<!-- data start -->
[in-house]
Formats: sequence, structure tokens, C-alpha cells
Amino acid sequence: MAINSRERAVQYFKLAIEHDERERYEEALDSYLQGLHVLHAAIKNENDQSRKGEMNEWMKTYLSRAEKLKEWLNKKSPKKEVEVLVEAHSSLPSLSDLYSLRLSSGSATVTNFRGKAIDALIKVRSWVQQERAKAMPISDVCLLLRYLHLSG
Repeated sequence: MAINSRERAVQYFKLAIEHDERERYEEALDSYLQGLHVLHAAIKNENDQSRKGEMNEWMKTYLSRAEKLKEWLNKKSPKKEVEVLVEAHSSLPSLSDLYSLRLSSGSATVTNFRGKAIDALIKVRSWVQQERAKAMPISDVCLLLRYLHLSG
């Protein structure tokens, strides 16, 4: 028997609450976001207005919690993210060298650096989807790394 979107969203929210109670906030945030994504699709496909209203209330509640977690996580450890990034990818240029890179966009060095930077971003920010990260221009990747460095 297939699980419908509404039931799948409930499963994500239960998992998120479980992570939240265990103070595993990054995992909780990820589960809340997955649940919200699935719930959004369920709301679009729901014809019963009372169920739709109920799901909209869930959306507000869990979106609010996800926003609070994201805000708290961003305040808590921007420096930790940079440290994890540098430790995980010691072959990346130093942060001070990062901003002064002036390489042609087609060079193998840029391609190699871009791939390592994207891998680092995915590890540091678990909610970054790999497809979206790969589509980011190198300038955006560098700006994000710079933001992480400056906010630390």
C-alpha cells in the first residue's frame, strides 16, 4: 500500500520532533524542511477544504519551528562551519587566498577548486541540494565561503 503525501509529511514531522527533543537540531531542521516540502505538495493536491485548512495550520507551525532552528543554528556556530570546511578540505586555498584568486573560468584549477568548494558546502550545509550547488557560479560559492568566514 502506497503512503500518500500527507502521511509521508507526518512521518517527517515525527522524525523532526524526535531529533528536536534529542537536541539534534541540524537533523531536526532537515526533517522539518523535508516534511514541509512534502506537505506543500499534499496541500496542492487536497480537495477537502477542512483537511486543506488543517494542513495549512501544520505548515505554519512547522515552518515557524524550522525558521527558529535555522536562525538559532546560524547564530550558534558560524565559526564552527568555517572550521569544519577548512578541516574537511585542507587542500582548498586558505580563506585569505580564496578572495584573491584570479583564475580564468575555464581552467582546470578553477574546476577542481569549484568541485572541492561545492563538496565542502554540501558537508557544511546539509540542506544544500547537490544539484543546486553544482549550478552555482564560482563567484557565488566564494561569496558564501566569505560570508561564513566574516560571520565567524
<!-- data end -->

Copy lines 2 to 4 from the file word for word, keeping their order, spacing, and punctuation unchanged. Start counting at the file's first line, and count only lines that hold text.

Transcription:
Formats: sequence, structure tokens, C-alpha cells
Amino acid sequence: MAINSRERAVQYFKLAIEHDERERYEEALDSYLQGLHVLHAAIKNENDQSRKGEMNEWMKTYLSRAEKLKEWLNKKSPKKEVEVLVEAHSSLPSLSDLYSLRLSSGSATVTNFRGKAIDALIKVRSWVQQERAKAMPISDVCLLLRYLHLSG
Repeated sequence: MAINSRERAVQYFKLAIEHDERERYEEALDSYLQGLHVLHAAIKNENDQSRKGEMNEWMKTYLSRAEKLKEWLNKKSPKKEVEVLVEAHSSLPSLSDLYSLRLSSGSATVTNFRGKAIDALIKVRSWVQQERAKAMPISDVCLLLRYLHLSG